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By Renee M. Covino
It's been revealed that candy sales are still pretty dandy during these hard economic times -- but are other sugary snacks just as sweet? Cookies, snack cakes, cupcakes, buns, muffins, bars, pastry tarts and cereal treats make up the majority of packaged sweet snacks, and so far they seem fairly recession-proof for c-stores -- apparently cash-strapped customers are still reaching for the small, affordable daily treats.
In c-stores, packaged sweet snacks rang up $485 million in sales for 2007, up nearly 6.6 percent from $455 million in 2006, according to recently released data from Convenience Store News 2008 Industry Report. Average sales per store showed similar gains of 5.7 percent, up from $3,210 in 2006 to $3,394 in 2007.
"The category seems recession-proof -- in fact, snacks overall are up over this time last year," said Mallory Nimocks, president and general buyer of nine-unit Nimocks Oil Co. in Forrest City, Ark.
There is one catch, though. Like many other grocery items, pricing is creeping up for packaged snacks -- and that could potentially change the sweet sales scene.
"We're just starting to see a shift in this category -- I see my unit sales are holding fair or decreasing slightly, while my dollars sales are flat even to increasing slightly," maintained Henry Jones, vice president of retail operations for Sprint Food Stores Inc., operator of 11 locations based in Augusta, Ga. "That means there's been an increase in retail prices."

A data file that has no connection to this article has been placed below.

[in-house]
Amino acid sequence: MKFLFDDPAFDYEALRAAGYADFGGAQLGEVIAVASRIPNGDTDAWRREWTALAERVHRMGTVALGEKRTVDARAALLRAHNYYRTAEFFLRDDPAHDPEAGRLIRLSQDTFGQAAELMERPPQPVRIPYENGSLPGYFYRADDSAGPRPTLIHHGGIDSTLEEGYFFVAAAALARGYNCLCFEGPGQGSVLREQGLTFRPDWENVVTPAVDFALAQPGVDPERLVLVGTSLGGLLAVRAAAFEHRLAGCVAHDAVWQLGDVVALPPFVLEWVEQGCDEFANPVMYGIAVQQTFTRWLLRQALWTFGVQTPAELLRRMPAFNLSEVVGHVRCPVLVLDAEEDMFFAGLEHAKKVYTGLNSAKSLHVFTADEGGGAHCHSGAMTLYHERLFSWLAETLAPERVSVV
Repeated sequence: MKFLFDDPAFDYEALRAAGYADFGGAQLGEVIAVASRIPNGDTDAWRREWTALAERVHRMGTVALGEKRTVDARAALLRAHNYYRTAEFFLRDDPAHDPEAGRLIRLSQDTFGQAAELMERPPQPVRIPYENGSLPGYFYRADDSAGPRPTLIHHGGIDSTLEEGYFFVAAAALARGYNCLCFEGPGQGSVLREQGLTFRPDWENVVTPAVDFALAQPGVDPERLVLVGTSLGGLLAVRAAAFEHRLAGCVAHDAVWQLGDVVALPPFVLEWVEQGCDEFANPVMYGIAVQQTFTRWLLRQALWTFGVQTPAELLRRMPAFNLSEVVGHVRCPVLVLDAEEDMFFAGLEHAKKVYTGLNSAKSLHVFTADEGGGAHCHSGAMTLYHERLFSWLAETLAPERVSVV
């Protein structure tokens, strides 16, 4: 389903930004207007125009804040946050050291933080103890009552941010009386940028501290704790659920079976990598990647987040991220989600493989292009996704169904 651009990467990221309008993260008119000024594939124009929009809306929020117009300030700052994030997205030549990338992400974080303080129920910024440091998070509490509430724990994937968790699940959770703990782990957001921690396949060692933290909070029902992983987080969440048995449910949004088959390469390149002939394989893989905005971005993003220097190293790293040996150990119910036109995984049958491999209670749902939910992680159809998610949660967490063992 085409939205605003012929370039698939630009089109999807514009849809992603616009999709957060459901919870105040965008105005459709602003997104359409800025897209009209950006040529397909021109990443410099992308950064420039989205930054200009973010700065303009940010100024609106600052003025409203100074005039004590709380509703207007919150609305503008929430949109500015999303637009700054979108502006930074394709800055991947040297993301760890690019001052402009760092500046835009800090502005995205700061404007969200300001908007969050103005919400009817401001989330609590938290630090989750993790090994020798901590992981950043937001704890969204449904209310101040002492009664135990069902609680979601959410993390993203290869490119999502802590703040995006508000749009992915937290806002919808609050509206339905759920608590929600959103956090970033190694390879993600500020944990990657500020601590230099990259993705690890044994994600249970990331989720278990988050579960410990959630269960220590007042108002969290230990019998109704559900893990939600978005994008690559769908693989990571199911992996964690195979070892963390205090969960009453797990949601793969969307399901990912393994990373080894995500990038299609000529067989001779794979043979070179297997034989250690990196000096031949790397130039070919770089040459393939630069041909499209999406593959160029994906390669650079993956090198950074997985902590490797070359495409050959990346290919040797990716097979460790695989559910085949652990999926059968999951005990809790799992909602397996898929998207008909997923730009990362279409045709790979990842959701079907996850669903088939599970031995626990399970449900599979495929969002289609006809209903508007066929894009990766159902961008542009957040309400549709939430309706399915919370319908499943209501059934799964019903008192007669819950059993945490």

Nimocks agreed he has observed the category inch up in price recently. "Most of our stuff's gone over the $1 retail in the neighborhood of $1.19," he stated. "We still have some Little Debbie items under a dollar -- 99-cent snack cakes and such -- but most have passed that mark."
The trend has been reported in all areas of the country. Operating in the state of Washington, Brent Howard, general buyer for 27-unit Sun Pacific Energy, stated "99 cents doesn't exist [in the category] anymore. And now that we've broken that bubble -- there's no predicting what it will mean to the customer -- $1.19, $1.49 -- what's the difference? Only time will tell."
The upside is higher prices have the potential to bring higher margins in the category, providing customers continue to purchase their sweet packaged snacks.
"Once we broke 99 cents, that took up Hostess cakes as well as other [regional] items like McFarley's, Fran's and Mrs. Freshley's to $1.45, giving us margins of 35 percent up to 38 percent," Howard said.
Achieving profit margins higher than 30 percent is where many c-stores say they should be in the category.
Jones tries "to make 40 percent in this category, but the problem is pre-packaged and pre-priced keeps [margins] more in line of 35 percent," he said.
"The big manufacturers set the standard. For instance, Chips Ahoy! are pre-priced, same as the potato chips."
Nimocks revealed his dictated margins from brands like Hostess and Frito Lay are more like 25 percent.
Other brands, such as Kellogg's Pop Tarts, which holds all 10 of the top SKUs in the snack cakes/pastries/desserts category for the channel, according to Convenience Store News market research, can yield better margins, according to Jones.
"Pop Tarts have no prices pre-printed on them and grocery stores don't sell the single packages, so that's where we can make 40 percent," he said.
But again, that's providing customers buy into the price increases that recently went into effect -- for Jones, much of those took place the first week of May. Ultimately, he predicted another shift will take place to offset the price increases through packaging reductions -- a tact currently receiving much publicity in other grocery categories such as ice cream and salty snacks.